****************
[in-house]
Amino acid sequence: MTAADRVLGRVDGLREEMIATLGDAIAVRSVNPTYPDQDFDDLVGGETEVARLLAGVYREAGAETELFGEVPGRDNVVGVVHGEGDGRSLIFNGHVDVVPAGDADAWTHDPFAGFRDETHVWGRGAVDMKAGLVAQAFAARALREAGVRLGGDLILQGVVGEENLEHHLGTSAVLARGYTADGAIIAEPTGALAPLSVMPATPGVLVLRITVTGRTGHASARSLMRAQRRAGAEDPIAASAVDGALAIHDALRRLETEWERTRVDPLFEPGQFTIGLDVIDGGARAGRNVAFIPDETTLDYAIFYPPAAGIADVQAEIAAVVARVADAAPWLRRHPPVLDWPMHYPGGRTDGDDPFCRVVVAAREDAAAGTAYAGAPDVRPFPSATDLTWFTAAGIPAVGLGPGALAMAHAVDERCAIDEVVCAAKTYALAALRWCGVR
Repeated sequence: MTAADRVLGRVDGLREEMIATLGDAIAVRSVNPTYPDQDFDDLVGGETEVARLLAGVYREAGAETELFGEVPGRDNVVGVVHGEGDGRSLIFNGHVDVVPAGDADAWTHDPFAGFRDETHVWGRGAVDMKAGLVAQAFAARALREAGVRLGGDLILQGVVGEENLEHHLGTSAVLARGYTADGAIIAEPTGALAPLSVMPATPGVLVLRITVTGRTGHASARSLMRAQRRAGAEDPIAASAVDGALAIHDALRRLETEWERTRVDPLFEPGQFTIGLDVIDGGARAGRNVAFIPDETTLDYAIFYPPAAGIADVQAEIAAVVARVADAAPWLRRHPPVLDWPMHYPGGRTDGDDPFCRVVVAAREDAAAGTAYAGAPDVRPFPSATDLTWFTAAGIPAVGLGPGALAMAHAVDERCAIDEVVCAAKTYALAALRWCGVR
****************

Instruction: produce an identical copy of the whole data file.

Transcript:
[in-house]
Amino acid sequence: MTAADRVLGRVDGLREEMIATLGDAIAVRSVNPTYPDQDFDDLVGGETEVARLLAGVYREAGAETELFGEVPGRDNVVGVVHGEGDGRSLIFNGHVDVVPAGDADAWTHDPFAGFRDETHVWGRGAVDMKAGLVAQAFAARALREAGVRLGGDLILQGVVGEENLEHHLGTSAVLARGYTADGAIIAEPTGALAPLSVMPATPGVLVLRITVTGRTGHASARSLMRAQRRAGAEDPIAASAVDGALAIHDALRRLETEWERTRVDPLFEPGQFTIGLDVIDGGARAGRNVAFIPDETTLDYAIFYPPAAGIADVQAEIAAVVARVADAAPWLRRHPPVLDWPMHYPGGRTDGDDPFCRVVVAAREDAAAGTAYAGAPDVRPFPSATDLTWFTAAGIPAVGLGPGALAMAHAVDERCAIDEVVCAAKTYALAALRWCGVR
Repeated sequence: MTAADRVLGRVDGLREEMIATLGDAIAVRSVNPTYPDQDFDDLVGGETEVARLLAGVYREAGAETELFGEVPGRDNVVGVVHGEGDGRSLIFNGHVDVVPAGDADAWTHDPFAGFRDETHVWGRGAVDMKAGLVAQAFAARALREAGVRLGGDLILQGVVGEENLEHHLGTSAVLARGYTADGAIIAEPTGALAPLSVMPATPGVLVLRITVTGRTGHASARSLMRAQRRAGAEDPIAASAVDGALAIHDALRRLETEWERTRVDPLFEPGQFTIGLDVIDGGARAGRNVAFIPDETTLDYAIFYPPAAGIADVQAEIAAVVARVADAAPWLRRHPPVLDWPMHYPGGRTDGDDPFCRVVVAAREDAAAGTAYAGAPDVRPFPSATDLTWFTAAGIPAVGLGPGALAMAHAVDERCAIDEVVCAAKTYALAALRWCGVR